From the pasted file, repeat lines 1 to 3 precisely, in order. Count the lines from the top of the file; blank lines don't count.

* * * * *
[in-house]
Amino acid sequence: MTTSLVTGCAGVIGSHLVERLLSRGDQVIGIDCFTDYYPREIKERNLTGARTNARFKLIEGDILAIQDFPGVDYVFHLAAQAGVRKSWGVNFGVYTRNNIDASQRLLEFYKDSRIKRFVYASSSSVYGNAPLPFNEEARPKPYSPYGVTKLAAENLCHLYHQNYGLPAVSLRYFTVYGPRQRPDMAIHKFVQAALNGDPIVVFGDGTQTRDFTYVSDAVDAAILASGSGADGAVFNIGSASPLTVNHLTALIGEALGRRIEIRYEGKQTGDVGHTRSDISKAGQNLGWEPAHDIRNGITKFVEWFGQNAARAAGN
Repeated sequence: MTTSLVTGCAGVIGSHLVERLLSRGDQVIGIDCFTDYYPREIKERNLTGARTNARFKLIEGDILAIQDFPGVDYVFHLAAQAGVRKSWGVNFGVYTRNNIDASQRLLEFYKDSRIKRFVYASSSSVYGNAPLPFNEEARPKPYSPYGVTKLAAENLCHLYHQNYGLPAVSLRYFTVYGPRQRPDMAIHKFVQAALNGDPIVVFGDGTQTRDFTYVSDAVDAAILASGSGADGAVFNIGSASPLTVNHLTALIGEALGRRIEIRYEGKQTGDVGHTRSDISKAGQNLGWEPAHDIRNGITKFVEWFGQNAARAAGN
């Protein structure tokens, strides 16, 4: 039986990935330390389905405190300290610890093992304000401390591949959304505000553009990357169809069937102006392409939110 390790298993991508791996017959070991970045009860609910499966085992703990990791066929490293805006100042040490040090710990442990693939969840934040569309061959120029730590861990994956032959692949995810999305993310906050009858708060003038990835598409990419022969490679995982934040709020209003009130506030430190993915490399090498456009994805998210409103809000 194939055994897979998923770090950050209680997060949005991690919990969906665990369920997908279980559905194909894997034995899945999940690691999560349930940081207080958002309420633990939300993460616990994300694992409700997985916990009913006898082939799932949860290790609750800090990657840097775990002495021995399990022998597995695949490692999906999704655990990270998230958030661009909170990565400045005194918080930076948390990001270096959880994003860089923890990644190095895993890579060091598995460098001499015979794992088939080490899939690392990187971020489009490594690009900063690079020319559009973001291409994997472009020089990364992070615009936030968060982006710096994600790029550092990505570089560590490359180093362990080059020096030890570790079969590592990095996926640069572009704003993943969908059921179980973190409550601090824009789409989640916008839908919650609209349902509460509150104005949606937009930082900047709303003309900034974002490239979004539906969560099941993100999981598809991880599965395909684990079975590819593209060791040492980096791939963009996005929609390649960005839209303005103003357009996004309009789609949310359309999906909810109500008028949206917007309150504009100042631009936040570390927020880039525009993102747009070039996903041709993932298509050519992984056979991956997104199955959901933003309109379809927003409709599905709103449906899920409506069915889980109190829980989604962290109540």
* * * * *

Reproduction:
[in-house]
Amino acid sequence: MTTSLVTGCAGVIGSHLVERLLSRGDQVIGIDCFTDYYPREIKERNLTGARTNARFKLIEGDILAIQDFPGVDYVFHLAAQAGVRKSWGVNFGVYTRNNIDASQRLLEFYKDSRIKRFVYASSSSVYGNAPLPFNEEARPKPYSPYGVTKLAAENLCHLYHQNYGLPAVSLRYFTVYGPRQRPDMAIHKFVQAALNGDPIVVFGDGTQTRDFTYVSDAVDAAILASGSGADGAVFNIGSASPLTVNHLTALIGEALGRRIEIRYEGKQTGDVGHTRSDISKAGQNLGWEPAHDIRNGITKFVEWFGQNAARAAGN
Repeated sequence: MTTSLVTGCAGVIGSHLVERLLSRGDQVIGIDCFTDYYPREIKERNLTGARTNARFKLIEGDILAIQDFPGVDYVFHLAAQAGVRKSWGVNFGVYTRNNIDASQRLLEFYKDSRIKRFVYASSSSVYGNAPLPFNEEARPKPYSPYGVTKLAAENLCHLYHQNYGLPAVSLRYFTVYGPRQRPDMAIHKFVQAALNGDPIVVFGDGTQTRDFTYVSDAVDAAILASGSGADGAVFNIGSASPLTVNHLTALIGEALGRRIEIRYEGKQTGDVGHTRSDISKAGQNLGWEPAHDIRNGITKFVEWFGQNAARAAGN